Digital Evidence Database

The ‘Digital Evidence Database’ is a practical tool that provides useful search options that facilitate finding relevant information and conduct research on digital evidence. It contains guidelines and manuals on digital evidence, significant for the documentation of human rights violations and core international crimes. This database was created as part of the interdisciplinary project ‘E-Procedure: Evidence in Time of Increased Use of Technology and Digitalization’ that the International Nuremberg Principles Academy is undertaking since 2018. The purpose of the database is to offer a central and comprehensive repository of manuals and guidelines concerning digital evidence, both at the investigation stage and judicial proceedings. It facilitates the access and usability of these guidelines by practitioners, investigators, researchers, academics and others.


The entries of the database are the result of a thorough mapping plan set in place in the context of the project. The methodology followed a qualitative research method. The mapping plan was carried out following three main stages: search, data gathering/collection and tagging of relevant material. The search and data gathering were conducted primarily in English. However, the database contains additional material in other languages such as Spanish, Russian and Arabic.

The database and its functionalities

The database is a data management tool solution that has been tailored to be user-friendly and easily accessible to various target groups. The material collected is diverse in its scope and addresses different thematic areas and work processes within the topic. To advance the search functionalities, the database provides a short description and purpose of the given material, relevant target group(s), while including the executive summary (if applicable) and the reference link. It provides the name of the source institution, language and publication date; sorting results according to these categories is possible. Bookmarking options are also available to ease the return to the research queries.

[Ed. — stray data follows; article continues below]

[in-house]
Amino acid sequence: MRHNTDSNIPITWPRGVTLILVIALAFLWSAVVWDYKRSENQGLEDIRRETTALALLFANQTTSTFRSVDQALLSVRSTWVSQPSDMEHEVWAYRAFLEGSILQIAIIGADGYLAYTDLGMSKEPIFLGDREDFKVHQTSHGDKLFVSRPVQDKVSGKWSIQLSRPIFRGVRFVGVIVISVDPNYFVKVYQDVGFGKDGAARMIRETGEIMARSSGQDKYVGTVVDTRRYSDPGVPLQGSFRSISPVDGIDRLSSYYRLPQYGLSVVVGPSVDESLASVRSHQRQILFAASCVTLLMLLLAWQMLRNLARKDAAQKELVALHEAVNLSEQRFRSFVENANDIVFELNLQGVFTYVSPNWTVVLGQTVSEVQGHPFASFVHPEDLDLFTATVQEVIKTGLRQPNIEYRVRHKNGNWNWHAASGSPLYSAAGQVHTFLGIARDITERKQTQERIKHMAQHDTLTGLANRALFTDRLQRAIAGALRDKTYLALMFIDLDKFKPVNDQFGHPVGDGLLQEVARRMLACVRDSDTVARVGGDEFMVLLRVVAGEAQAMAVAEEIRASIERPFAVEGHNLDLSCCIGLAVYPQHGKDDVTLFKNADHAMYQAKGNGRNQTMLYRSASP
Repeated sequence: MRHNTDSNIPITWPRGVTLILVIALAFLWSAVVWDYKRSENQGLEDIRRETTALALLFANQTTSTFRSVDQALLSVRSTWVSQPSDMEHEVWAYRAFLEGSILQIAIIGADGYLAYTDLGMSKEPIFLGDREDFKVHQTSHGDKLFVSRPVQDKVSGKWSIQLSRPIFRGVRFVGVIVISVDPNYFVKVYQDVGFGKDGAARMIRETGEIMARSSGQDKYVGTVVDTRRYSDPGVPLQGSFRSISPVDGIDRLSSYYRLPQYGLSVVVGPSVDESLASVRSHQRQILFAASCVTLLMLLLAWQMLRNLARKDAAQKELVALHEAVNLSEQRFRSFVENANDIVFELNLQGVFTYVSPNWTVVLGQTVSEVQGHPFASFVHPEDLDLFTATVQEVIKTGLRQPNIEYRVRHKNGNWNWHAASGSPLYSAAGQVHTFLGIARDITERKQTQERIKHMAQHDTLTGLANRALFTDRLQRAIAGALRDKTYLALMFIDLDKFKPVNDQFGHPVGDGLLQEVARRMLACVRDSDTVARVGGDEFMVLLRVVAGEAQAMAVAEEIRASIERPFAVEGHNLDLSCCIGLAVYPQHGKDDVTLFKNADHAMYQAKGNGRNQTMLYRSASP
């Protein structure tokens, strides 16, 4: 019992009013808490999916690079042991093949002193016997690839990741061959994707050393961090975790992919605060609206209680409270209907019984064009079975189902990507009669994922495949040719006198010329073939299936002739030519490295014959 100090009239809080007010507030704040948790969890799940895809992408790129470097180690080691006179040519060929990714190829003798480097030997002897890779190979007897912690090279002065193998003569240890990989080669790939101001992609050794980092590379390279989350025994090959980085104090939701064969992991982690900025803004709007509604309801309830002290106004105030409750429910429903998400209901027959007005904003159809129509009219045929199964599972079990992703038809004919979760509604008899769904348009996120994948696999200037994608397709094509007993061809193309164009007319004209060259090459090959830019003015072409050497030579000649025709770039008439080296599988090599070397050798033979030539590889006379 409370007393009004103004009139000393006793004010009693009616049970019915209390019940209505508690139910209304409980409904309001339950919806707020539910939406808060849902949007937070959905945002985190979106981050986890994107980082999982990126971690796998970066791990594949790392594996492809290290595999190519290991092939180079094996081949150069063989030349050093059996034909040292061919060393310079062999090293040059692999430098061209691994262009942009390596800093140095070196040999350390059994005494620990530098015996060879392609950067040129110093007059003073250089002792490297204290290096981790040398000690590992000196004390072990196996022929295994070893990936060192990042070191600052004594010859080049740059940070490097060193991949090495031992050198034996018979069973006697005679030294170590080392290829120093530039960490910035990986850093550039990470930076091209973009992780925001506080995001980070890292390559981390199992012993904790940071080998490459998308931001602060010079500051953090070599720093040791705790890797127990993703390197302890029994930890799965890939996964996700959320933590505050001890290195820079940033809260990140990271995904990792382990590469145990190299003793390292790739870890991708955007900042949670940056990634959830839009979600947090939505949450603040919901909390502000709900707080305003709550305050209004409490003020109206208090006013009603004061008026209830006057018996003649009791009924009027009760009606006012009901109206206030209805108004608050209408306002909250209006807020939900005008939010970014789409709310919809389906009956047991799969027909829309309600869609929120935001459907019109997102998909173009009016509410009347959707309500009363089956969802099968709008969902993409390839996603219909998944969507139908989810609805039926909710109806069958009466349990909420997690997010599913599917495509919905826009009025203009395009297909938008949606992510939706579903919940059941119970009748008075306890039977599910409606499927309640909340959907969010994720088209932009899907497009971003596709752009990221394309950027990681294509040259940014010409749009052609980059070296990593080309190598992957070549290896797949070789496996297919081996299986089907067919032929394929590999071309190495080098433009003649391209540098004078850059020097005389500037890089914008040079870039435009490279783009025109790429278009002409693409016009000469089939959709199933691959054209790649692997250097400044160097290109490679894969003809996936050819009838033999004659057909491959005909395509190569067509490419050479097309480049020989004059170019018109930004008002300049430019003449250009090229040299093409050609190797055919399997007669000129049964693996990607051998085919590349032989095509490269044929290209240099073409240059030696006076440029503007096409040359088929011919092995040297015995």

The advance search options allow searching for information based on the source institution and the language of the document. The database also contains a ‘help’ button which refers users to the database user guide. It contains useful tips on searching, sorting and bookmarking.

The database incorporates a feedback form and provides for broken links reporting.

The current version and 2021

To date, the database contains 120 entries. The Nuremberg Academy plans on undertaking further research, updating of the entries and collecting feedback (on both the material collected and the functionality of the database) ensuring further tailoring of the database to the needs of its users.

All feedback is welcome and should be addressed directly to: Jolana Makraiová, Senior Officer for Interdisciplinary Research at Jolana.Makraiova[at]nurembergacademy.org.


Considering intellectual property and other copyrights, the database references the material by cross-linking to the source document. The database includes executive summaries, when available, to ease the search, acknowledging the original source and facilitating accurate referencing.

To ensure full referencing, quotation marks are used to indicate when the text is referencing the original version of the text adopted within the guidelines or manuals.

The project team is regularly updating the entries.

To ensure better or to increase the functionality of the database, please update your browser and/or enable the JAVAScript function. 

Access Database